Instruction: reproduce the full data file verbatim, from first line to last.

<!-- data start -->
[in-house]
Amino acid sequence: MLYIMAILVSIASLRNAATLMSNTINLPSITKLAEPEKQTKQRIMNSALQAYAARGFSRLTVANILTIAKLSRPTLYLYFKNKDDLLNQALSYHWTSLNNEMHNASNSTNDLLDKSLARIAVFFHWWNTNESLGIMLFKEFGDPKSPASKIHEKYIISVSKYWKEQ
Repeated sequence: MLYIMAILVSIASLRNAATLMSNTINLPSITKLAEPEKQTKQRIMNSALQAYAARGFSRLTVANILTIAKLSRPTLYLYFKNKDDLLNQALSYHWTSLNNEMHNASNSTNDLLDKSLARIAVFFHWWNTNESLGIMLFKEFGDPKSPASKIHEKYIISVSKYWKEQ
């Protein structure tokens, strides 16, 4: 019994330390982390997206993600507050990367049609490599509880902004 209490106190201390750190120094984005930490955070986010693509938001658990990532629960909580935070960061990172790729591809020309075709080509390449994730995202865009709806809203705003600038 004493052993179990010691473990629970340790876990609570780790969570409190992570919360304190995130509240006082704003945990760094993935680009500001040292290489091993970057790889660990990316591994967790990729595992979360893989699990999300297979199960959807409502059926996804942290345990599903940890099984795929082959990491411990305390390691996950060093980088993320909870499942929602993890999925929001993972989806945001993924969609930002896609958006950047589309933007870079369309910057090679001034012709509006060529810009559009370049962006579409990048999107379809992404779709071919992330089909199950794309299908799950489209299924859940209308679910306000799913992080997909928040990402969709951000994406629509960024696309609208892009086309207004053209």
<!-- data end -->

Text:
[in-house]
Amino acid sequence: MLYIMAILVSIASLRNAATLMSNTINLPSITKLAEPEKQTKQRIMNSALQAYAARGFSRLTVANILTIAKLSRPTLYLYFKNKDDLLNQALSYHWTSLNNEMHNASNSTNDLLDKSLARIAVFFHWWNTNESLGIMLFKEFGDPKSPASKIHEKYIISVSKYWKEQ
Repeated sequence: MLYIMAILVSIASLRNAATLMSNTINLPSITKLAEPEKQTKQRIMNSALQAYAARGFSRLTVANILTIAKLSRPTLYLYFKNKDDLLNQALSYHWTSLNNEMHNASNSTNDLLDKSLARIAVFFHWWNTNESLGIMLFKEFGDPKSPASKIHEKYIISVSKYWKEQ
């Protein structure tokens, strides 16, 4: 019994330390982390997206993600507050990367049609490599509880902004 209490106190201390750190120094984005930490955070986010693509938001658990990532629960909580935070960061990172790729591809020309075709080509390449994730995202865009709806809203705003600038 004493052993179990010691473990629970340790876990609570780790969570409190992570919360304190995130509240006082704003945990760094993935680009500001040292290489091993970057790889660990990316591994967790990729595992979360893989699990999300297979199960959807409502059926996804942290345990599903940890099984795929082959990491411990305390390691996950060093980088993320909870499942929602993890999925929001993972989806945001993924969609930002896609958006950047589309933007870079369309910057090679001034012709509006060529810009559009370049962006579409990048999107379809992404779709071919992330089909199950794309299908799950489209299924859940209308679910306000799913992080997909928040990402969709951000994406629509960024696309609208892009086309207004053209």